Habenula

Habenula
Medial aspect of human brain showing location of the habenula in front of the pineal gland or body in the epithalamus shown in red The habenular commissure is labelled shown connecting the habenula.
Habenula shown in blue just in front of the pineal gland shown in red
Identifiers
MeSHD019262
NeuroNames294
NeuroLex IDbirnlex_1611
TA98A14.1.08.003
TA25662
FMA62032
Anatomical terms of neuroanatomy

The habenula (diminutive of Latin habena meaning rein) is a small bilateral neuronal structure in the brain of vertebrates, that has also been called a microstructure since it is no bigger than a pea. The naming as little rein describes its elongated shape in the epithalamus, where it borders the third ventricle, and lies in front of the pineal gland.

Although it is a microstructure each habenular nucleus is divided into two distinct regions of nuclei, a medial habenula (MHb), and a lateral habenula (LHb) both having different neuronal populations, inputs, and outputs. The medial habenula can be subdivided into five subnuclei, the lateral habenula into four subnuclei. Research has shown morphological complexity in the MHb and LHb. Different inputs to the MHb are discriminated between the different subnuclei. In the two regions of nuclei there is a difference in gene expression giving different functions to each.

The habenula is a conserved structure across vertebrates. In mammals it is highly symmetric, and in fish, amphibians and reptiles it is highly asymmetric in size, molecular composition, and connections. The habenular nuclei are a major component in the limbic system pathways. The fasciculus retroflexus pathway between the habenula and the interpeduncular nucleus is one of the first major nerve tracts to form in the developing brain.

The habenula is a central structure that connects forebrain regions to midbrain regions, and acts as a hub or node for the integration of emotional and sensory processing. It integrates information from the limbic system, sensory and basal ganglia to guide appropriate and effective responses. The habenula is involved in the regulation of monoamine neurotransmittters notably dopamine and serotonin. Both of these neurotransmitters are strongly associated with anxiety disorders, and avoidance behaviours. The functions of the habenula are also involved in motivation, emotion, learning, and pain. The MHb plays an important role in depression, stress, memory, and nicotine withdrawal, as well as a role in cocaine, methamphetamine and alcohol addiction. The MHb shows a high level of nicotinic acetylcholine receptors (nAChRs), that are involved in many forms of addiction. Previously their expression was only noted in other structures associated with addiction. Their expression in the MHb has become a later focus of research.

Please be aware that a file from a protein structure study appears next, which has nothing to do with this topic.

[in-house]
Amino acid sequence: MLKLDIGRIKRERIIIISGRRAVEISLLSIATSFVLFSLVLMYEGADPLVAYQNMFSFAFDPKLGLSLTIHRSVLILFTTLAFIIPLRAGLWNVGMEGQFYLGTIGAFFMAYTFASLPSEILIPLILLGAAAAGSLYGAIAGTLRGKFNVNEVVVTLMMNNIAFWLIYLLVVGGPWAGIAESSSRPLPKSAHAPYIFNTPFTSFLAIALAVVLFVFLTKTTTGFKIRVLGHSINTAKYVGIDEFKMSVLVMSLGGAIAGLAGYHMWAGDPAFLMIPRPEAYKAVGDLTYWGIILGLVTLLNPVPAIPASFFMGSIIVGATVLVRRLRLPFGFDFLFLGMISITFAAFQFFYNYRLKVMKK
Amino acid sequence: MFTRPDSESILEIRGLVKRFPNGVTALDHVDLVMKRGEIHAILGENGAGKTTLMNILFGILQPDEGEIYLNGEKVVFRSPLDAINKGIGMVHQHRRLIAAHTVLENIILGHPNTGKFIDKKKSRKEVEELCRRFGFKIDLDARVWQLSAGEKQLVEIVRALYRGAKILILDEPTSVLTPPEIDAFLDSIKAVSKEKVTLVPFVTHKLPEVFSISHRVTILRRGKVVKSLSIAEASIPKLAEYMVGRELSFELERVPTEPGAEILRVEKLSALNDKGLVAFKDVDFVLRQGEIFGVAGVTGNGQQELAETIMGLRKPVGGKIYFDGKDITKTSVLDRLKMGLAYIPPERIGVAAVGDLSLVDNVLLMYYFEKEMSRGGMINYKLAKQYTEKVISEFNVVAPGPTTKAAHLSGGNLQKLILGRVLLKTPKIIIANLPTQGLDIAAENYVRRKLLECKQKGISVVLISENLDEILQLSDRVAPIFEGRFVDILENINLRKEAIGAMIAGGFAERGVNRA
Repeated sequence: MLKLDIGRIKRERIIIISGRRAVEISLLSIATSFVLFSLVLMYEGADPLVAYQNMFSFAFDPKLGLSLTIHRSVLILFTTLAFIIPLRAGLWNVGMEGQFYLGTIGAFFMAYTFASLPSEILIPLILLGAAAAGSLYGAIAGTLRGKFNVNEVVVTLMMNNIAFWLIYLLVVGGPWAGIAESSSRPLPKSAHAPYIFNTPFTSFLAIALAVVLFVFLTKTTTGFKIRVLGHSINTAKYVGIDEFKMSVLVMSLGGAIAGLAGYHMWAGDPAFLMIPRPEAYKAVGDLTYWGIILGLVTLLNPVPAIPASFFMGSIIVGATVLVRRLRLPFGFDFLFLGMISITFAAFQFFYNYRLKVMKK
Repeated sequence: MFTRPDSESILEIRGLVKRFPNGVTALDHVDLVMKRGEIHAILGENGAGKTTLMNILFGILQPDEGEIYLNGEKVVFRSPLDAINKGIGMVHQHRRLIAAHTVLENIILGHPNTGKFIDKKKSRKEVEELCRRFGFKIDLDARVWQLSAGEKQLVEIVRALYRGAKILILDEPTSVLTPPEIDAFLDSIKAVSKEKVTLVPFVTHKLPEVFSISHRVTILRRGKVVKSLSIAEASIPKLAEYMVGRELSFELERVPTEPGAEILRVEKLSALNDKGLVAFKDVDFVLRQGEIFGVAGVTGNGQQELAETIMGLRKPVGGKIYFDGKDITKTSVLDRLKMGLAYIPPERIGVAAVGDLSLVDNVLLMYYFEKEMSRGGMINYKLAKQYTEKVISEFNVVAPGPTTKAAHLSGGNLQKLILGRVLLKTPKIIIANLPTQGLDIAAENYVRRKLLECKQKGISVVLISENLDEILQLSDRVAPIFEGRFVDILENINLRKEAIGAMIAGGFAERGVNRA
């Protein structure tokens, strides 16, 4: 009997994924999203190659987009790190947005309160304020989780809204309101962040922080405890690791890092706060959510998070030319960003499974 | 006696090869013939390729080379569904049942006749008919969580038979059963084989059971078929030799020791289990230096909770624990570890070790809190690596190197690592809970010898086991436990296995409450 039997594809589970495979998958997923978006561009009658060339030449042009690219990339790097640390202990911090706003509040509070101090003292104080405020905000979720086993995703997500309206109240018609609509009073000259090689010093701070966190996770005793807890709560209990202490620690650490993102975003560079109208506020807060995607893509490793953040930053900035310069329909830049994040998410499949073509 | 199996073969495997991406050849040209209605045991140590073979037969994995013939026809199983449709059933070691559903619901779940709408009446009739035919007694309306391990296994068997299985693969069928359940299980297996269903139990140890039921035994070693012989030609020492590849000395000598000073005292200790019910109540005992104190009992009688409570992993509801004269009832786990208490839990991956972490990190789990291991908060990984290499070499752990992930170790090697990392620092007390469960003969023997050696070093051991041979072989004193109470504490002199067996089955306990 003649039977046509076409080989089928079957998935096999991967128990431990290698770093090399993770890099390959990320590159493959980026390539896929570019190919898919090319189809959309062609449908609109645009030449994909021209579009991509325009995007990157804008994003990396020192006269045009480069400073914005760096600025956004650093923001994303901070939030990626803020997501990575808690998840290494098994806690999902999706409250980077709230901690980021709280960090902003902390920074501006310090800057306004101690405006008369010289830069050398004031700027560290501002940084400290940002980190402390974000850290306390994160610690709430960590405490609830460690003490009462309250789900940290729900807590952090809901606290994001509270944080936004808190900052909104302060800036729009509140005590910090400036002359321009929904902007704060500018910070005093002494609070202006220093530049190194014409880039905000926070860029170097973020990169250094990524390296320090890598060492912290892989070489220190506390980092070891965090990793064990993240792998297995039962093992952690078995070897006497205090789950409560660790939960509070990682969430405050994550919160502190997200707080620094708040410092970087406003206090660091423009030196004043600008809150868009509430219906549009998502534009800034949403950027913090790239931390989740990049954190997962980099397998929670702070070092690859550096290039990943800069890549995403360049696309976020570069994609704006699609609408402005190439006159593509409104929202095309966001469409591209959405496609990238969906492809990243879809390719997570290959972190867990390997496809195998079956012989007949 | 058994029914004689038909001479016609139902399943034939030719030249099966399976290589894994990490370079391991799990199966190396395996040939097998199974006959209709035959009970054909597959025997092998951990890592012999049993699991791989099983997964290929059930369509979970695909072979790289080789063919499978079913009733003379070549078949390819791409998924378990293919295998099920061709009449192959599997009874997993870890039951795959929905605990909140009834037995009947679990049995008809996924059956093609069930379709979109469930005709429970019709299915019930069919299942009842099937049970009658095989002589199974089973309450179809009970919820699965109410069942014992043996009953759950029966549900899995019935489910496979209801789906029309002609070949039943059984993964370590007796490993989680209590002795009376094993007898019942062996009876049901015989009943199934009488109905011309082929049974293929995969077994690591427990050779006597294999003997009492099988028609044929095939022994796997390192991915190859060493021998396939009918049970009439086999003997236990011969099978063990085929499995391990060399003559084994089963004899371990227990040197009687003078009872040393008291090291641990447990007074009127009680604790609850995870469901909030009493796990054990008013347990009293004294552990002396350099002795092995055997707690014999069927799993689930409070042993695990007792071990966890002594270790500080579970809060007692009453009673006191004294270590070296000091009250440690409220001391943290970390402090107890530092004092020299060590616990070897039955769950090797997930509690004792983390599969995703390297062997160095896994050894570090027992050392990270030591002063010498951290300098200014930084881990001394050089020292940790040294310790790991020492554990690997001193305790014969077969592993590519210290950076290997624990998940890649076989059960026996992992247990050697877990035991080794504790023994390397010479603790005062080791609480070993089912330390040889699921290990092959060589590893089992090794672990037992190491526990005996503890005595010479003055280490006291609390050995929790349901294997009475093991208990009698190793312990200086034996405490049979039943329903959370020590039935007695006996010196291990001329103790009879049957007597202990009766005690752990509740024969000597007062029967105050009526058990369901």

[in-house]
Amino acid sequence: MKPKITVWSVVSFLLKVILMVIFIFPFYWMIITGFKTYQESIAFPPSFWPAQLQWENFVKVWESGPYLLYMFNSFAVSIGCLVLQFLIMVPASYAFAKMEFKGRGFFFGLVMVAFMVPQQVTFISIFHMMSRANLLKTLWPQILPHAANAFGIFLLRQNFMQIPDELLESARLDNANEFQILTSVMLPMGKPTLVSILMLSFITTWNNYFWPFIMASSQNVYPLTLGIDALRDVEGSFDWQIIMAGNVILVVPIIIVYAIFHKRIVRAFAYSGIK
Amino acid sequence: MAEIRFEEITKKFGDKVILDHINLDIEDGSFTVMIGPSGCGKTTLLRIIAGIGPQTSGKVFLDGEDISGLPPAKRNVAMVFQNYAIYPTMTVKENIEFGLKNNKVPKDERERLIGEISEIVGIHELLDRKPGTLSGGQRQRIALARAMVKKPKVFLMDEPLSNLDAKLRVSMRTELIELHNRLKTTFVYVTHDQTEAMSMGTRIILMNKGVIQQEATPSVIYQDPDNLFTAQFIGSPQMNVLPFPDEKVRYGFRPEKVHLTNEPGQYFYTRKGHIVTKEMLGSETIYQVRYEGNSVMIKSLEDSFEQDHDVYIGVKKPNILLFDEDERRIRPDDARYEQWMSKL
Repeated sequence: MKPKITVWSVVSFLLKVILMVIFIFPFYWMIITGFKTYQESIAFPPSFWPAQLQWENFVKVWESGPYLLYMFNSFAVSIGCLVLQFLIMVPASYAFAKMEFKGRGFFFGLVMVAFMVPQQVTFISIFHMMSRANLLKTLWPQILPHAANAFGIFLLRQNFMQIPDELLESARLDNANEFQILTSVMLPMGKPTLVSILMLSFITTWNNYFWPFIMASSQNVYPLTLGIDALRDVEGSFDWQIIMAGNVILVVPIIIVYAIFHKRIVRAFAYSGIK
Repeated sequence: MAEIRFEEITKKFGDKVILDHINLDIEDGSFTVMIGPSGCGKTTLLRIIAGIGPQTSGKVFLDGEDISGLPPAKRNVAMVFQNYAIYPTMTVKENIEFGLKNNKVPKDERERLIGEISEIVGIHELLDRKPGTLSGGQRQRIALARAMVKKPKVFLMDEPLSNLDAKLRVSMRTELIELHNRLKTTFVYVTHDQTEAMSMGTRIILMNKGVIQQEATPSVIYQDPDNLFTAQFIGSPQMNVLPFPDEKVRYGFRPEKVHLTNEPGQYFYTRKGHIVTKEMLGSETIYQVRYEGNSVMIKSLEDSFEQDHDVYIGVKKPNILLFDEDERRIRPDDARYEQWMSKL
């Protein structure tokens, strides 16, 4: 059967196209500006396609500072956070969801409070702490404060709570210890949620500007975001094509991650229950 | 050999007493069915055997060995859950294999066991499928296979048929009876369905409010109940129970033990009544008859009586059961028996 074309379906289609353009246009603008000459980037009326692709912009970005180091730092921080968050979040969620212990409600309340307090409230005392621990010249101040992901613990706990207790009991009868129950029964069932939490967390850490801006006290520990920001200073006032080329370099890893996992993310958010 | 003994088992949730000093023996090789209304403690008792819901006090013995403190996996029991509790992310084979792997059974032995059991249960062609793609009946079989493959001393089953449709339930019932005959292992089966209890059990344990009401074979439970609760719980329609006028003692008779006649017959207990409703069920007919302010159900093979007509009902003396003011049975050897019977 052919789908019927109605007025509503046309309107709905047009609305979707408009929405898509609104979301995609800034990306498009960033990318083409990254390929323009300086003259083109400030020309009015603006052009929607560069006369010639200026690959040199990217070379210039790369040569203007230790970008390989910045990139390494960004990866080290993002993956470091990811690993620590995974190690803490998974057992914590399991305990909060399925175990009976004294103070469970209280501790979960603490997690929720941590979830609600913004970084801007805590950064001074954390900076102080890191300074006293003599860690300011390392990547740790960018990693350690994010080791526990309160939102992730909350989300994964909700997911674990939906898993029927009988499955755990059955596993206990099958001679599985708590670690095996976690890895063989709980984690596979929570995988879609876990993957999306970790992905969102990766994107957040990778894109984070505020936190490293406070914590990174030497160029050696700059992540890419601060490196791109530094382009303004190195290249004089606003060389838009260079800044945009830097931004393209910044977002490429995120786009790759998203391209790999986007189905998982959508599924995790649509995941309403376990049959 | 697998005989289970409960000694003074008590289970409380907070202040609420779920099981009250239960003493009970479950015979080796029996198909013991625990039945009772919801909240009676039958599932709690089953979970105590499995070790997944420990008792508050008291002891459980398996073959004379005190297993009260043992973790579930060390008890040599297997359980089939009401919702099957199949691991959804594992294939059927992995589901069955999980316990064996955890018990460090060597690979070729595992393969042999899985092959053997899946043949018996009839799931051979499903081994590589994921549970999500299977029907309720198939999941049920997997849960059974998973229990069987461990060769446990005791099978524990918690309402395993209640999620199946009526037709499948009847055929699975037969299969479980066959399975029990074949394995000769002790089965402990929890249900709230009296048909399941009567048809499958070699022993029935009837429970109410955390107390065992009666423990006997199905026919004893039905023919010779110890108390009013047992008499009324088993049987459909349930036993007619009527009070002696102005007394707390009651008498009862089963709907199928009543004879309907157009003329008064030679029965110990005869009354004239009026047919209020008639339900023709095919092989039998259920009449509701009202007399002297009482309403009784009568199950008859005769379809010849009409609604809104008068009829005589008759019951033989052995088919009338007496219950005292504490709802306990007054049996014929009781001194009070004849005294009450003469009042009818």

Anatomy

Each habenular nucleus has two divisions, a medial habenular nucleus (MHb), and a lateral habenular nucleus (LHb). Studies have shown that the medial habenula can be subdivided into five subnuclei, and the lateral habenula into four subnuclei. The right and left habenular nuclei are connected to each other by the habenular commissure. The pineal gland is attached to the brain in this region. The medial habenula (MHb) receives connections from posterior septum pellucidum and diagonal band of Broca; the lateral habenula receives afferents from the lateral hypothalamus, nucleus accumbens, internal globus pallidus, ventral pallidum, and diagonal band of Broca. As a whole, this complexly interconnected region is part of the dorsal diencephalic conduction system (DDCS), responsible for relaying information from the limbic system to the midbrain, hindbrain, and medial forebrain.

Lateral habenula

The primary input regions to the lateral habenula (LHb) are the lateral preoptic area (bringing input from the hippocampus and lateral septum), the ventral pallidum (bringing input from the nucleus accumbens and mediodorsal nucleus of the thalamus), the lateral hypothalamus, the medial habenula, and the internal segment of the globus pallidus (bringing input from other basal ganglia structures).